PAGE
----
$6.2 million to combat young people’s body issues

With the announcement of Federal Government funding to support The Embrace Collective’s work, Australian of the Year Taryn Brumfitt says having their message reach everywhere that kids live, learn or play is critical.

The Embrace Collective, a health promotion charity led by Taryn Brumfitt and body image expert Dr Zali Yager, is on a mission to reach more than one million Australian children with their message to ‘embrace every body’.

Earlier this month, Prime Minister Anthony Albanese and Health Minister Mark Butler announced a $6.2 million funding package to support nine key initiatives of The Embrace Collective.

The initiatives aim to reach Australian children, aged 0 to 18 years, across all settings where they live, learn and play – in school, home, sport and community group settings.

Brumfitt said consistency of messaging, starting from early childhood and through to adulthood, and having empowering “real role models” who create meaningful change in the world, would help young people “build a foundation of who they are” and give them an “armour” of positive body image messages to take into adulthood.

“We really want our kids to understand that what they look like is the least interesting thing about them,” Brumfitt said.

“By the time they reach adulthood, they’ll have had a lifetime of thinking about messages that put the focus on who they are, what they do, how they contribute, as opposed to what they look like.

“We’ll have our resources in every environment, and the professionals and people around the kids will know what to say and do to help them foster positive body image.”

The statistics around body image and young people are alarming: 77 per cent of young Australian adults report body image distress, a 33 per cent increase from 2009 figures; while 22 per cent of adolescents are affected by eating disorders.

Brumfitt and Yager recently returned from Canberra where The Embrace Collective’s mission had received bipartisan support.

“There wasn’t one person that Zali and I met that didn’t understand, appreciate or support our plans,” Brumfitt said.

Dr Yager is an internationally-recognised body image expert who has worked in research and academia for nearly 20 years.

“In terms of Zali and I coming together – it’s academia and research meets creativity impact – and it’s very powerful,” Brumfitt said.

“There’s been decades of research that’s just sat in universities and has been under-utilised or unused.”

The Embrace Collective’s initiatives are building on this research to reduce weight stigma and minimise risk factors for developing eating disorders, depression and anxiety.

The organisation brings together a global network of experts, advocates, leaders, young people, creatives and communities to guide the evolution of the body image movement into the next decade.

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“We’re about bringing that out and getting it into real life in practical ways that everyone can work with,” Brumfitt said.

These include tools for teachers in the classroom that she said are easy-to-adopt – “we’re saying, here’s a vignette from the film, press play in your classroom and have a discussion”.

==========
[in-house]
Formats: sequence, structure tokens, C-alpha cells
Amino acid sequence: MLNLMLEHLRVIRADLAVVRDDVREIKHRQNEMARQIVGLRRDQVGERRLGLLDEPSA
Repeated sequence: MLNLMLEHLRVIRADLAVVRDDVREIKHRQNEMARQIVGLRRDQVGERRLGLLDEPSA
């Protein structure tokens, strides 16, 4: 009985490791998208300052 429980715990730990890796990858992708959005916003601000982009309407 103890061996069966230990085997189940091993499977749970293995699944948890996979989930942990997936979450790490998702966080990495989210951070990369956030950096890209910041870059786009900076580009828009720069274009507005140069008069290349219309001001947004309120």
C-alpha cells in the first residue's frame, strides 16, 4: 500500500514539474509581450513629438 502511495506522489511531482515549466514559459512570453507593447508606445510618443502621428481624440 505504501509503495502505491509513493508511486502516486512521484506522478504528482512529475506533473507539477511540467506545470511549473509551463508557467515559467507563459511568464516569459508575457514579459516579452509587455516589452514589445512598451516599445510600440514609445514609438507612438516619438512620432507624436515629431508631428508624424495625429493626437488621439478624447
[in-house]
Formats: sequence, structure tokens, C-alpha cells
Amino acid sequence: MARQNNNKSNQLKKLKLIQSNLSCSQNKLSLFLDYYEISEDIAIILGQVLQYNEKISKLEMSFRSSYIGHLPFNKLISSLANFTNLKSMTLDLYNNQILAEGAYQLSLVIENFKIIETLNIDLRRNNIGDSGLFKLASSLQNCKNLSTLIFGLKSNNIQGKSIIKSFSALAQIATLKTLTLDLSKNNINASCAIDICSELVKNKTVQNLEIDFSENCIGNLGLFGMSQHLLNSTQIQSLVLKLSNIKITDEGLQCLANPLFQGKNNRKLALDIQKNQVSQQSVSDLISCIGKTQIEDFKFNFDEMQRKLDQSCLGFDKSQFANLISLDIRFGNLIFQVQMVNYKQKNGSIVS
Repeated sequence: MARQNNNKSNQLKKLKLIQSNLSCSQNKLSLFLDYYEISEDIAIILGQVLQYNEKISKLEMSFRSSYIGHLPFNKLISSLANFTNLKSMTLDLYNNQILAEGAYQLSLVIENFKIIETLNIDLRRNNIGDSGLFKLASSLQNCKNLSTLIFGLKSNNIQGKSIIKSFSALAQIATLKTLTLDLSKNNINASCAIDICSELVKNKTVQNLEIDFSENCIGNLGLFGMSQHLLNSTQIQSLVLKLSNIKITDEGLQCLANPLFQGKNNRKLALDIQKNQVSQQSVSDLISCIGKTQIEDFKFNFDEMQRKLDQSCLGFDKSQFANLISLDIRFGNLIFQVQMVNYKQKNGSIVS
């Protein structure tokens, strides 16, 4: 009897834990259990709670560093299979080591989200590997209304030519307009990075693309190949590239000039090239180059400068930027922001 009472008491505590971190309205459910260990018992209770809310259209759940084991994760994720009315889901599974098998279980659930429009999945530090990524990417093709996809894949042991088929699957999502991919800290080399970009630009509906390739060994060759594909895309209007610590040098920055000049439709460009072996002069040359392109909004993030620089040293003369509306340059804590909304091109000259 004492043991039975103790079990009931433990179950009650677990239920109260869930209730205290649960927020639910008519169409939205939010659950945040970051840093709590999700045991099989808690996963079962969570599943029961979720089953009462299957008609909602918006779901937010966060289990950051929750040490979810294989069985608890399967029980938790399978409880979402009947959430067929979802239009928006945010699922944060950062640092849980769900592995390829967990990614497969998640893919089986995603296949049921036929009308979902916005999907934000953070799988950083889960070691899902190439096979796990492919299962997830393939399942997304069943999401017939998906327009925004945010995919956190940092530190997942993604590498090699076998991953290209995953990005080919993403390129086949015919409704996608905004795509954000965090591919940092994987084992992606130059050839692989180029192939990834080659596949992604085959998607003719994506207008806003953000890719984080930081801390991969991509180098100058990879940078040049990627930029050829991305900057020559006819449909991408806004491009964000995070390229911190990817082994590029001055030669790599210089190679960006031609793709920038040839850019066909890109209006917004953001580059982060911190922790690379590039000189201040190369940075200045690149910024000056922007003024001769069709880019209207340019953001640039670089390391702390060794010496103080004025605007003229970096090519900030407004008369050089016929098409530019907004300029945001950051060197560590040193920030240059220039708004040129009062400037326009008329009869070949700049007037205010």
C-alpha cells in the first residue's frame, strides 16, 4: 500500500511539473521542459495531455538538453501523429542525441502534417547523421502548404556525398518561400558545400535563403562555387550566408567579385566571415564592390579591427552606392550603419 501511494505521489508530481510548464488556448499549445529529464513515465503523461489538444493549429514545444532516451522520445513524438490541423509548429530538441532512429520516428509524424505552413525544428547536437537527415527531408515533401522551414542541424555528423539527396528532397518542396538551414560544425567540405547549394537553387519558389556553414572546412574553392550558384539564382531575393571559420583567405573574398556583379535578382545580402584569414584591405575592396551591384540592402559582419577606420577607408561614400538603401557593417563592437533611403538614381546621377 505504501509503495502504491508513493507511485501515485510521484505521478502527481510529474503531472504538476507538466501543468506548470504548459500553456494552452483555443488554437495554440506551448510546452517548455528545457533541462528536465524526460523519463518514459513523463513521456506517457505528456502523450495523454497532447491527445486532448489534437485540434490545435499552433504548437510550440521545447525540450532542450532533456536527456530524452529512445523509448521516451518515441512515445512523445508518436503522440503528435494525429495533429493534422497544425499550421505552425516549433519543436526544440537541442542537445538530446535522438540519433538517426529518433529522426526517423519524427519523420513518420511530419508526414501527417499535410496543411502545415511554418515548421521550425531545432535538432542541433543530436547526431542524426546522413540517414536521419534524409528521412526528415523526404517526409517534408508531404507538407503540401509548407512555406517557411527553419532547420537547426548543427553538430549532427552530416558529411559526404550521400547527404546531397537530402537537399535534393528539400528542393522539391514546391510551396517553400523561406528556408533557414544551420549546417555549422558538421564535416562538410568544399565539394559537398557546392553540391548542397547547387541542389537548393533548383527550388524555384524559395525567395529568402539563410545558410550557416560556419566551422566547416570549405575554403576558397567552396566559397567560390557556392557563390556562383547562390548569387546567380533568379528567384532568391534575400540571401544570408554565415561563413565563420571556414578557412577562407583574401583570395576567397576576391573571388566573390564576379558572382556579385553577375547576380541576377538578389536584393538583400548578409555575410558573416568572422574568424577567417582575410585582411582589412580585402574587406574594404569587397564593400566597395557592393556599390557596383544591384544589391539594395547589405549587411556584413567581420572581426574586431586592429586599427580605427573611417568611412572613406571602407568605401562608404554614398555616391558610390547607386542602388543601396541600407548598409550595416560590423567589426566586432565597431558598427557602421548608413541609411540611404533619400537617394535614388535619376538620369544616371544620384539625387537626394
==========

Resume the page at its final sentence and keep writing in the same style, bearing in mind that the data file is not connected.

Research shows there is a misconception that people need to feel bad about their bodies in order to be motivated enough to look after them.

“The science is showing that this is just not the case. The more shame people feel, the more they avoid physical activity and healthcare,” she said.

“Another really interesting thing about the research is that those people with a higher appreciation of their body image are more likely to eat fruit and vegetables, move their body and wear sunscreen – they’re more likely to look after it.

“Stigmatising weight and making people feel bad about their bodies doesn’t lead them to better physical health and mental wellbeing.”

The issues around body image are not restricted to western society and have been shown to arise in places where there has been an infiltration of western media.

This was highlighted in a study conducted in Fiji by Professor Ann Becker, before and after the introduction of television. It found adolescent girls were using disordered eating behaviours in order to change their appearance and look more like what they saw on the screen.

Brumfitt said while there has been some change in Australia around body image over the last decade, including more diversity of body types in the media, reaching all young people, as earlier as possible, is the key to building healthier self-image and reducing eating disorders.

“The concept of positive body image has moved beyond #LoveYourBody focus and it’s not just about women and weight,” she said.

“People are understanding that it’s about how we all feel about our bodies, whether we identify as women, men or non-binary.

“This has become an issue for everybody, starting in childhood. But the good news is that we know what to do about it, and we’re going to do it – starting with one million kids around Australia.”

Corporate and individual donations to support the work of The Embrace Collective are tax deductible.

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